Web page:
COVID-19 touched nearly every aspect of our lives in 2020 so of course it affected government transparency and public access to courts in Colorado.
Reporters Committee for Freedom of the Press
Rachael Johnson was looking for a way to combine her career experiences as a journalist and a lawyer. Starting Sept. 14, she’ll get that opportunity in her home state of Colorado as a Local Legal Initiative attorney for the Reporters Committee for Freedom of the Press.
One positive development in the current historical moment is the growing awareness and recognition – by citizens, legislators, governors, mayors, and even police chiefs – that there can be little or no public trust, a necessary foundation of effective law enforcement, without both accountability and transparency.
Some government entities in Colorado are delaying responses to public records requests because of the coronavirus pandemic, but the disruption of day-to-day transparency obligations so far doesn’t seem as severe here as in other parts of the country.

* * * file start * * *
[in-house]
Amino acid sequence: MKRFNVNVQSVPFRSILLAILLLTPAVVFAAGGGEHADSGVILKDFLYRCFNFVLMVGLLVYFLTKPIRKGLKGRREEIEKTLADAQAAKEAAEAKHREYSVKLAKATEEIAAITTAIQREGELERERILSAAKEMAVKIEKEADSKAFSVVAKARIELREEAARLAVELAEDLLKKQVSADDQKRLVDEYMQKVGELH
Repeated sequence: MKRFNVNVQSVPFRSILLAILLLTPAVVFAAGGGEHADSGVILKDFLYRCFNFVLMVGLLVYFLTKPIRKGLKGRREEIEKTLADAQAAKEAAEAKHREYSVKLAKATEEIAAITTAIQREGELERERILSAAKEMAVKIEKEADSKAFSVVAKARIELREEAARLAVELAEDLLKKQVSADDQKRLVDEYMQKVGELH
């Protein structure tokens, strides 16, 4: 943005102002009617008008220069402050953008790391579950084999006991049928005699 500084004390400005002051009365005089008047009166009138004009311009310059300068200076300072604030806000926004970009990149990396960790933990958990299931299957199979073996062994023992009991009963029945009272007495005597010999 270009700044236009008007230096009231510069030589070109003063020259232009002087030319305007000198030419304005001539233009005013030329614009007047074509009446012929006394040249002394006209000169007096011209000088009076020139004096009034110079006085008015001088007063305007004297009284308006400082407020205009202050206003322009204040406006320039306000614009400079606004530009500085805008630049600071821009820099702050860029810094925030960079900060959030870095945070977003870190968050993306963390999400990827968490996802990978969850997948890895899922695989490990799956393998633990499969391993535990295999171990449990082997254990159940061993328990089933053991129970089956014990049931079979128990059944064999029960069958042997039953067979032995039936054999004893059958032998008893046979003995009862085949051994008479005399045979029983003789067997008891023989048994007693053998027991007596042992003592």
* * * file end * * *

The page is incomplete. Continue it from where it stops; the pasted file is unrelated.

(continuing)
The Colorado Freedom of Information Coalition joined 131 other transparency-minded organizations in urging state, local and tribal governments across the United States “to recommit to, and not retrench from, their duty to include the public in the policy-making process, including policies relating to COVID-19 as well as the routine ongoing functions of governance.”
News organizations in Colorado will soon get some extra legal firepower to fight wrongful denials of access to government records and proceedings.
The Colorado Freedom of Information Coalition joined other organizations in urging the U.S. Court of Appeals for the 10th Circuit to affirm the public’s First Amendment right to record police.
A judge has ordered a Texas-based oil and gas company to pay attorney fees to a Paonia environmental activist whom it sued for libel after he posted a critical comment on the website of the Glenwood Springs Post Independent.
HIPAA is the federal Health Insurance Portability and Accountability Act, enacted by Congress in 1996. The law’s privacy rules, designed to protect the confidential health information of patients, often are misunderstood and misapplied, and that certainly seems to be the case with the July 5 detention of Greene near the state Capitol, according to legal experts.
The Colorado Freedom of Information Coalition joined The Denver Post, The New York Times and several other media organizations in asking a judge to unseal court transcripts in the case against death-row inmate Sir Mario Owens.